How Social Realism Contributes to the Fetishisation of Britain’s Working Class

From the 1950s to today, Britain has been represented on the world cinema stage through ‘social realism’, a genre that provides a mirror for a national and international audience to reflect on contemporary social discourse across the British isles. As such, the genre naturally reflects class dynamics, focusing primarily on the working-classes’ struggle in Britain. 

Despite its attempt to break down social boundaries and highlight the disparity between classes, the genre has become almost a stereotype of itself. The majority of working-class are films made, and critiqued, by middle and upper-class people. It wouldn’t be a surprise to say that the British film industry (like most arts industries) is dominated by filmmakers, producers, critics and even viewers from a higher social status. The issue with creating art and critiquing it is that it requires money, and those from working-class backgrounds are at a disadvantage compared to those from wealthy ones. As such, what we get are social realist films from the perspective of middle-class people; a perspective of poor Britain as the middle-class imagines it. This becomes a problem, as the middle-class’s fantastical ideas of what working-class life in Britain is becomes the normalised representation we come to accept, regardless of its validity. 

What comes from this is a fetishisation of the working-class. A romanticised, middle-class perspective of the gritty, dirty, unstable and brutal life of working-class people. Take, for instance, Ken Loach. Pegged as the ‘most important social realist filmmaker of our time’, Loach is praised for his working-class films, critics claim his films dictate the reality of lower-class Britain. Critics glorify Loach’s work for its representation of deprived Britain and of the people destroyed by the classist system.

Yet, it would be remiss to not mention Loach’s own middle-class background (the filmmaker attended Oxford University, where he studied law, which was granted to him due to his wealthy upbringing and private school education). Loach hasn’t experienced the working-class lifestyle he depicts in his films; his stories are crafted and filtered through his middle-class idea of what working-class life is like.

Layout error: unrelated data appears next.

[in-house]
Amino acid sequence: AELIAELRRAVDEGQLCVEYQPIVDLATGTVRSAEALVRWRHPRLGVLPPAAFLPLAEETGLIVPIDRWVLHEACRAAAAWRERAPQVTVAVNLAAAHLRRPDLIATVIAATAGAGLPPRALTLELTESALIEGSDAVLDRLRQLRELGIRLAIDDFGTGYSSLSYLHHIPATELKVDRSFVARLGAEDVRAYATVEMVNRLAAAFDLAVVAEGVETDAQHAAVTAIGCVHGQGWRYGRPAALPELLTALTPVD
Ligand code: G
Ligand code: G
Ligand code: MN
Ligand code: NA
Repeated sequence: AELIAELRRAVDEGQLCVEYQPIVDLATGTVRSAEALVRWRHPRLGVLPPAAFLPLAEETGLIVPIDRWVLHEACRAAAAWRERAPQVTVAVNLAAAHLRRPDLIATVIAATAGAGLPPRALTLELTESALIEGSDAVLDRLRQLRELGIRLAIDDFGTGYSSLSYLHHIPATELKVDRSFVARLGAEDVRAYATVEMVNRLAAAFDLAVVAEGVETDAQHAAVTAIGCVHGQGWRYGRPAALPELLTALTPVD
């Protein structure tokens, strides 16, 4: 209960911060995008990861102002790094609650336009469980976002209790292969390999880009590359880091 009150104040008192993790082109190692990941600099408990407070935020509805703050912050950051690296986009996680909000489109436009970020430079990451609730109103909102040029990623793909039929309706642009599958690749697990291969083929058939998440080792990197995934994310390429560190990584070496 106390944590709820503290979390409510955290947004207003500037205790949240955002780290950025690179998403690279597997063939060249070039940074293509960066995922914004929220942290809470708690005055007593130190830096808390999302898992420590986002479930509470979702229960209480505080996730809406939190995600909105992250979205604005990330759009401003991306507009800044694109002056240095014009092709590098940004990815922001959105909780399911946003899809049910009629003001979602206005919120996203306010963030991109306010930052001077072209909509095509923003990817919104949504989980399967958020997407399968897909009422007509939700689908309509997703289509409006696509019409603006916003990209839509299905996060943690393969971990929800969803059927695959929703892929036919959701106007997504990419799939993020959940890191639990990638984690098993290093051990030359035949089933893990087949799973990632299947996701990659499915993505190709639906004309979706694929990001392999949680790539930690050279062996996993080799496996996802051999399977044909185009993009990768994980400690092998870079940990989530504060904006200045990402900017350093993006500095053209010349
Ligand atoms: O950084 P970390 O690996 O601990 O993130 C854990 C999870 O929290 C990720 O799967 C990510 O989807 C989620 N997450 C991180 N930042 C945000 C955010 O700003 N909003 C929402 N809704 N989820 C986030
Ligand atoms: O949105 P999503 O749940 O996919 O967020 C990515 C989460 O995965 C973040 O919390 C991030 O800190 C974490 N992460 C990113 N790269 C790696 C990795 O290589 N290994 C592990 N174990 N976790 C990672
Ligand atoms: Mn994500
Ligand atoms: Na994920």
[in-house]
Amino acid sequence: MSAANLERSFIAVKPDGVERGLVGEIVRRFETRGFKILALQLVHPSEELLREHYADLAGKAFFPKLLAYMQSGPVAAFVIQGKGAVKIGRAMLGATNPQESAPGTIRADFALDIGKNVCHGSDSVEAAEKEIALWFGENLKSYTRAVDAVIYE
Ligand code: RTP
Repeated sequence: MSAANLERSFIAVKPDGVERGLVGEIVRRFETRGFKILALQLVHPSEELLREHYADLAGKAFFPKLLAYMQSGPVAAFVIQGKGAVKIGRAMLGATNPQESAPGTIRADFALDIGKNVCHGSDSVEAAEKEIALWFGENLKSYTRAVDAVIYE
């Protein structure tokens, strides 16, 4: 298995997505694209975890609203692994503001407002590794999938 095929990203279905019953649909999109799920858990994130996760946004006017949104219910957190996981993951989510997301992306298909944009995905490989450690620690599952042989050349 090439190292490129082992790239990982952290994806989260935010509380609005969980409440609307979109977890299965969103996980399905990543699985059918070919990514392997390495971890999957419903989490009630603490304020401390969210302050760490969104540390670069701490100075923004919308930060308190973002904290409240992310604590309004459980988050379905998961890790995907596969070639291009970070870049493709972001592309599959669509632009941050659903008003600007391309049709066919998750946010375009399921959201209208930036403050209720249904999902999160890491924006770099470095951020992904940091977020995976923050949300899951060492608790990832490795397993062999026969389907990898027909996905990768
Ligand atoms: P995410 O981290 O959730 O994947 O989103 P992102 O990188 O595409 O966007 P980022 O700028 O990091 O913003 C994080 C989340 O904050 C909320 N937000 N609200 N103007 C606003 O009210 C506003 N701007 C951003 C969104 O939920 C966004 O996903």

In My Name is Joe (1988), Loach focuses on an unemployed, recovering alcoholic, who lives in the seedy council estates of Glasgow. Joe is involved with drugs and theft, has a history of domestic abuse and violence and is involved with gangsters. Loach’s film emphasises the life of crime and addiction associated with lower-class Britain, in this case, Scotland. Similarly Danny Boyle’s Trainspotting utilises similar themes, mixing magic and social realism, associating the Scots with drugs, violence, crime and destruction.

In I, Daniel Blake, the characters are placed in similar situations, plagued by abuse and addiction, living in squalor and destroyed by the system. The film’s female protagonist lives with her daughter in a homeless shelter, before getting moved to government housing; gets her meals from the food bank; and works as a prostitute to make money. 

I’m, of course, not suggesting that Loach’s films aren’t vital and important in highlighting the disparities that are pressing in today’s society. Nor am I suggesting that Loach can’t or shouldn’t make films because of his middle-class origins. I, in fact, come from an American middle-class background. It would be hypocritical of me to say that Loach’s film lack realism and authenticity when I, myself, am not a working-class Briton. I would be just as, if not more, guilty of stereotyping classes because I’m not even British.

Rather, I would like to suggest that the dominant representations in social realist films are not the reality of Britain’s lower classes that we have come to accept as truth. Despite Loach’s important messages regarding the government’s failure to help these people, it assumes this is how the majority of working-class people live: in hunger and desperation. This type of representation creates a stigma around the working-class lifestyle; for us outsiders (both international audiences and national audiences from other classes), we see the British working-class as nothing more than hopeless individuals feeding off the welfare system. It becomes our predominant understanding of how “the other half” lives, as the term “social realism” assumes that this is, in fact, realism. A realistic representation. 

But, this isn’t the truth. Not all of working-class Britain struggle and starve and are cheated by the system. It might have elements of truth and moments of realism, but the general concept of social realist films are based in fiction.